Maybe there are not as high of risk as I am. And my wife is definitely high risk. She has not been to a store since this started. Hospital a couple of times for tests etc and to our sons home.

Finally got a haircut. Everyone wore masks

I wear a mask if the establishment requires one… otherwise I don’t. I’m not a high risk nor am I around anyone who is. I do wash my hands regularly and am conscious of things I touch and attempt to maintain the proper distance if possible. I don’t want to give it to someone if I have it and don’t know it. Otherwise I’m not concerned about contracting the disease myself.

Interesting. I live and work in Ag communities. You would hardly know anything different is going on. When you get closer to Denver and those towns, then you see it. I have 2 mask in my truck that I wear going into stores etc. By the way, the mask is not for your own protection unless you have a really, really good one. It is for the protection of those around you. I never wear it in places like Yuma where I am going tomorrow. Heck, they would think I am going to rob the place.

I took my first plane trip since early March last week and of course wore the mask in airports and on the planes. I noticed the same thing in Texas. Around HOU there were mask everywhere. In LUB, I don’t think I saw one. The whole airport experiences were surreal to say the least, but I really never felt uneasy and I am 72. Did have my hand sanitizer in my pocket though and used it.

Have not noticed a difference between men and women on this. Here at least, it seems to be more city v country which sort of makes sense.

Went to church today. There were no mask. A very small church in a small area.

Oh, for all of you worried about gyms, come on out. I got plenty of bales of hay needing moved and more on the way and it will not cost you a thing! Plenty of open space as well.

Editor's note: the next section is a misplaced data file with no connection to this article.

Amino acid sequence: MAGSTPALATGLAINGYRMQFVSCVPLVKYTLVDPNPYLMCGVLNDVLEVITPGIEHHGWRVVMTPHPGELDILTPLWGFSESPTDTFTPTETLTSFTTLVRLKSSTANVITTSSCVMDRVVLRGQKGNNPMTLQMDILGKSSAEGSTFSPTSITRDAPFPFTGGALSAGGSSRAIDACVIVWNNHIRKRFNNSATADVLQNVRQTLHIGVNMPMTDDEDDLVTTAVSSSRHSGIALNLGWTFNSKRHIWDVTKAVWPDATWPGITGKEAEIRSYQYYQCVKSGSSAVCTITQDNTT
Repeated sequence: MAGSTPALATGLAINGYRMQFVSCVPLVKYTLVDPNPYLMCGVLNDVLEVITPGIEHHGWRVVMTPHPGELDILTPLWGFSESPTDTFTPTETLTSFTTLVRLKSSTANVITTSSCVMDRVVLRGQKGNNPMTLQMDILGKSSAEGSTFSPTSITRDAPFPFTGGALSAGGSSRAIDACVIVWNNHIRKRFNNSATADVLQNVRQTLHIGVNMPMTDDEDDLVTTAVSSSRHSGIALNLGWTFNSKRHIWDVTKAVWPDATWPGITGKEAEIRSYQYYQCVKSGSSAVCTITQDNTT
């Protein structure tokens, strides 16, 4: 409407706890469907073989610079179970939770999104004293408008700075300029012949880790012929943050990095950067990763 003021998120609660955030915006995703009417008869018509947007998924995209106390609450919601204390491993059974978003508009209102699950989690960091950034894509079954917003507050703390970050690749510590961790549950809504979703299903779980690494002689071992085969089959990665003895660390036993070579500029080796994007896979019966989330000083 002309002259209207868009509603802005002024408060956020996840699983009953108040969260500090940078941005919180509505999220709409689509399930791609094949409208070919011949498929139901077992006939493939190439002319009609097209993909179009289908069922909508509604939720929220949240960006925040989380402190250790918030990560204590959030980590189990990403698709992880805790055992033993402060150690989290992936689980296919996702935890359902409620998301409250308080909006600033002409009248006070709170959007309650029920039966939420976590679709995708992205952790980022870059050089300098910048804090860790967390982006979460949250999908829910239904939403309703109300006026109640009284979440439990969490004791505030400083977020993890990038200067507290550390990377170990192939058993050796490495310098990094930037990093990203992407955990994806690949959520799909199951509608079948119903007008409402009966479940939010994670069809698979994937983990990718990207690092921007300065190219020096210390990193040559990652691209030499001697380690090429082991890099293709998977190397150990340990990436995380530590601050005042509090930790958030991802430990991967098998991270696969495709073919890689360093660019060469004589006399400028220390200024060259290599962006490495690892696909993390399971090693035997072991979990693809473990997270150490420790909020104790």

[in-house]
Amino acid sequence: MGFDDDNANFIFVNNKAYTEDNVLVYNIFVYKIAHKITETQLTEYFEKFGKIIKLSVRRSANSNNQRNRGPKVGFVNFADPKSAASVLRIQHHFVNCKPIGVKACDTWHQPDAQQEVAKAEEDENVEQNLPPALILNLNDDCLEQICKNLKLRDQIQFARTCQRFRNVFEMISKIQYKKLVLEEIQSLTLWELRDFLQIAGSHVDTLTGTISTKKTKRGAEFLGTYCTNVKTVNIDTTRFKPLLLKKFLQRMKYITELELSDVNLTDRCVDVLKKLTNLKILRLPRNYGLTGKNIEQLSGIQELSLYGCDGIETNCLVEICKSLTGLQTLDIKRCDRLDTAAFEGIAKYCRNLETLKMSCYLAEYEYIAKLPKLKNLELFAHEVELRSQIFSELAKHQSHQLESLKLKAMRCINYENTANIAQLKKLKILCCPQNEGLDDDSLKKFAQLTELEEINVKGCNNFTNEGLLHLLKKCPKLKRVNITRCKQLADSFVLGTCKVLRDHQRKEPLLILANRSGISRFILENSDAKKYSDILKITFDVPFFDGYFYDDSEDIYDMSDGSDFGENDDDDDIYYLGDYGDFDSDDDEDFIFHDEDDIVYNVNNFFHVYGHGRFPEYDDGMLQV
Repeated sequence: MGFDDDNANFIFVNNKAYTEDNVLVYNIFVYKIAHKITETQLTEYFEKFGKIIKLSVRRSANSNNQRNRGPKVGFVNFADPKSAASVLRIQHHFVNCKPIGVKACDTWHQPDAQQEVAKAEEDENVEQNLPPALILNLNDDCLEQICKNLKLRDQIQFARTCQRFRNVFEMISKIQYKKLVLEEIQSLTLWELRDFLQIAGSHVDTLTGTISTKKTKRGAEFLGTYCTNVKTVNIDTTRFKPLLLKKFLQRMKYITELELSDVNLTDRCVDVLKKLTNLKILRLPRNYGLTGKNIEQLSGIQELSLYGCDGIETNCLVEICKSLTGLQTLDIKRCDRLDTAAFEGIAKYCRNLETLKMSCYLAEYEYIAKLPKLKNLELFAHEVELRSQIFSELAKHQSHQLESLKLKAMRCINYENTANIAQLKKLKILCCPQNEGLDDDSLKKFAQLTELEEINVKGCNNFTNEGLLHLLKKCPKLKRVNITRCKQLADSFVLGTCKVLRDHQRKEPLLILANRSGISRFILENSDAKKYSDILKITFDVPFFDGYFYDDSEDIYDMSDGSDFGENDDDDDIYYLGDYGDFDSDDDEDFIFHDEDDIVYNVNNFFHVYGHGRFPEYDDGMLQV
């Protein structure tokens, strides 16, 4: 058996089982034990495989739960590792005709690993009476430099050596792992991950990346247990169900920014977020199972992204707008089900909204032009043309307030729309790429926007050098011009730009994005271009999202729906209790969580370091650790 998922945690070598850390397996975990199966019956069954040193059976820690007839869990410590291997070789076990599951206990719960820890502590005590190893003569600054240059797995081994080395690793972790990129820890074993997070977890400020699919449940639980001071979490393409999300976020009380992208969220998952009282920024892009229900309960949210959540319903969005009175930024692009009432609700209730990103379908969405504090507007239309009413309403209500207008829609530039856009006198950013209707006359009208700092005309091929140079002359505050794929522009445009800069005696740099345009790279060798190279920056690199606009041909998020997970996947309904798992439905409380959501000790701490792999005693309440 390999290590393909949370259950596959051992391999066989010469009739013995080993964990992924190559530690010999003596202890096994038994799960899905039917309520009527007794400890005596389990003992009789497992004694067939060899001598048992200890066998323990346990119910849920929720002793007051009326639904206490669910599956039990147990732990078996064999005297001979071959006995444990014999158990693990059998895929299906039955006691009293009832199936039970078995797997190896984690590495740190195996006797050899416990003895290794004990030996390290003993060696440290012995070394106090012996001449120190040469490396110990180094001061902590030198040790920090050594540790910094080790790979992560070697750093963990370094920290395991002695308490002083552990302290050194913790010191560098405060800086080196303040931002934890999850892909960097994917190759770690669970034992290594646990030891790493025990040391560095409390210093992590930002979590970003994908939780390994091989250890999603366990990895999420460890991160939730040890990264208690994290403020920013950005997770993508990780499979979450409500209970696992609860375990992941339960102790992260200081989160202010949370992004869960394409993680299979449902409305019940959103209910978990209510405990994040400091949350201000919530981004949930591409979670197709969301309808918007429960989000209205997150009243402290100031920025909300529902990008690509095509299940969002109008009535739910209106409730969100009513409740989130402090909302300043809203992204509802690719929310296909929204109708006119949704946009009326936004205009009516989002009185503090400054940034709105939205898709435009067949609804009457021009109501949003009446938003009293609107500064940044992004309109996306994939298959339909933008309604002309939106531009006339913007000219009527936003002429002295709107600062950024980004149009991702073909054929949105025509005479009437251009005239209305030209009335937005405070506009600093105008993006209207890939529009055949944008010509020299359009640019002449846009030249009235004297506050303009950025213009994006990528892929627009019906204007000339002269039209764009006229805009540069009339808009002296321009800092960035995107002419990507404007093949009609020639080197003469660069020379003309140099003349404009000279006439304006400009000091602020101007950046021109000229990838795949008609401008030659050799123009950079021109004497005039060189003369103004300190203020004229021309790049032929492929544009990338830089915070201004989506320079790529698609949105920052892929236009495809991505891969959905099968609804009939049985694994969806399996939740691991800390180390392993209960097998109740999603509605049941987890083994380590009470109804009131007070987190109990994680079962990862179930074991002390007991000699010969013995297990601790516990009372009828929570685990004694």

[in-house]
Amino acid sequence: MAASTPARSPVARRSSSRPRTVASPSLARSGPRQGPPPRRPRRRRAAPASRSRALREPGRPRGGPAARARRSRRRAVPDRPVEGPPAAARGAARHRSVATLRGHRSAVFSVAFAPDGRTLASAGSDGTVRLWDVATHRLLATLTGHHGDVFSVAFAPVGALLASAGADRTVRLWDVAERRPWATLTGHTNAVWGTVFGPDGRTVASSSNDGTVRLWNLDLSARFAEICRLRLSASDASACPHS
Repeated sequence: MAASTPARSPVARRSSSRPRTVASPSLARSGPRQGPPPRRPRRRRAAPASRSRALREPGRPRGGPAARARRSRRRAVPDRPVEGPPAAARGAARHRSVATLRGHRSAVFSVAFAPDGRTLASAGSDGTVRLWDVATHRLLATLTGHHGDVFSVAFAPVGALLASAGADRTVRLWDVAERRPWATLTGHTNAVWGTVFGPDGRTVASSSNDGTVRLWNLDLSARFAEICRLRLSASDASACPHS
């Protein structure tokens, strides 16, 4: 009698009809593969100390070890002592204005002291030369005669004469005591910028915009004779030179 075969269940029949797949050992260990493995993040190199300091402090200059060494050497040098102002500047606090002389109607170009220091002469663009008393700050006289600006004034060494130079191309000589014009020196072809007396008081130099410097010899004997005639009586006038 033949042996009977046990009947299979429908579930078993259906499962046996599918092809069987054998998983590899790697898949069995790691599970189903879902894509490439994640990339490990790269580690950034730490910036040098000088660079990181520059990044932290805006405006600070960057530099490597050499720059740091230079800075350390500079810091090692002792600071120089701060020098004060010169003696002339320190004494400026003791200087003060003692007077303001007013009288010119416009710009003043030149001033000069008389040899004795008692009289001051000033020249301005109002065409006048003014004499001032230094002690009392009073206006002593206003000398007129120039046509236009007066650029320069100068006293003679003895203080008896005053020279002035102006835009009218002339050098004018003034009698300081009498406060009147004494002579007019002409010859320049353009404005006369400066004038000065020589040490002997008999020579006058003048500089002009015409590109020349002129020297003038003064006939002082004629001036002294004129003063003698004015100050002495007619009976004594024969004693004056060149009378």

1 Like

I’ve noticed the same thing in AR as Colorado has there. around LR, lots of masks, but when outside of LR, rare masks. I made the exact same comment about a person wearing a mask in Lonoke would be assumed to be a robber.

And even in LR, far more people are without masks now. WholeFoods, which required a mask a month ago, now has about 1/2 of its customers in masks and about 1/2 without.

I know our governor is not “going to phase 2” as of this week, but most of the state seems to be phase 3 already.

Certainly interesting to watch this thing, as a social experiment.


Seems to me wearing a mask is at worst a mild annoyance. Given how effective they can be at reducing the spread of this virus, I can’ imagine why anyone would object to wearing one. There are sound economic reasons to open up businesses, etc, but failing to wear a mask? Why?

1 Like

We spent last week in Arkansas for a wedding (small 12 people attending) and time with family. In Benton Kroger I saw very few masks and folks didn’t seem to try to social distance. At Walmart Hot Springs very few masks and somewhat better social distancing. This week we are in Gulf Shores AL and Walmart was really full with hardly anyone wearing a mask. Me and my wife wear our masks in any store.

I don’t understand not wearing a mask in stores but it seems many (if not most) do not wear masks. Back home in Chattanooga masks are required at Costco and my daughter said in Publix almost everyone wears their masks.

Overall I have a feeling that Americans don’t like being told what to do. As a child of the 60’s I get the down with the establishment deal. But consideration for others seems to be lost.

This is the thing with me. You don’t have like or agree how this is being handled but be considerate of others.